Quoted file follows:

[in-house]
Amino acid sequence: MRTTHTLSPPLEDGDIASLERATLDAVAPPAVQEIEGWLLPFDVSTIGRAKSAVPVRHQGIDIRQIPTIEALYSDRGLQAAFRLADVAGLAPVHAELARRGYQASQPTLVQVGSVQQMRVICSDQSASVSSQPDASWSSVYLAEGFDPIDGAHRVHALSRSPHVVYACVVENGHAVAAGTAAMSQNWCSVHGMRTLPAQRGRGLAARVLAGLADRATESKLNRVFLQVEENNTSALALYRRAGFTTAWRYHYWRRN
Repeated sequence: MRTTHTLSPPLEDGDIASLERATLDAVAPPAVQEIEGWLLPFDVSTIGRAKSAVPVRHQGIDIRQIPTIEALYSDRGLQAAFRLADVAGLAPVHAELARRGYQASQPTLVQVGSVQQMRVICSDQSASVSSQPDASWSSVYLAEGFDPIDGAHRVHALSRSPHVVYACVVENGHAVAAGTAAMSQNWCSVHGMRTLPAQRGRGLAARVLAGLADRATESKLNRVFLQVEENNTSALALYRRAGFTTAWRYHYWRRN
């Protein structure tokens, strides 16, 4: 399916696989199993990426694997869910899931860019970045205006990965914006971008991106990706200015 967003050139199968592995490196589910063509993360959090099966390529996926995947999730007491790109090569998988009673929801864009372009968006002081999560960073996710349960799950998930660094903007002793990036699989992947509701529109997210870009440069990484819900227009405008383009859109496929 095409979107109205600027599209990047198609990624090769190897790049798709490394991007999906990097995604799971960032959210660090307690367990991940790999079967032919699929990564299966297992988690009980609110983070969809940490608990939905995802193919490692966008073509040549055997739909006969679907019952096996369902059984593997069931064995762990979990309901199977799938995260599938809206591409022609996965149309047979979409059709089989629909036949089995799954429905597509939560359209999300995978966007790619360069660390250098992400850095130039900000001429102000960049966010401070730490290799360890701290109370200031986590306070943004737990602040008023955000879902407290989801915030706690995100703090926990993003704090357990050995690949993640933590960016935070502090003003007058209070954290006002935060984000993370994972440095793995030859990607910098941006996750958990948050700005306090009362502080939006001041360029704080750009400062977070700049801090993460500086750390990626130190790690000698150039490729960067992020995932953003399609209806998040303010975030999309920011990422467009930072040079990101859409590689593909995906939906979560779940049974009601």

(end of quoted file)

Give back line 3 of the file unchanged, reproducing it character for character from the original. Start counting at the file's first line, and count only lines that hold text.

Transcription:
Repeated sequence: MRTTHTLSPPLEDGDIASLERATLDAVAPPAVQEIEGWLLPFDVSTIGRAKSAVPVRHQGIDIRQIPTIEALYSDRGLQAAFRLADVAGLAPVHAELARRGYQASQPTLVQVGSVQQMRVICSDQSASVSSQPDASWSSVYLAEGFDPIDGAHRVHALSRSPHVVYACVVENGHAVAAGTAAMSQNWCSVHGMRTLPAQRGRGLAARVLAGLADRATESKLNRVFLQVEENNTSALALYRRAGFTTAWRYHYWRRN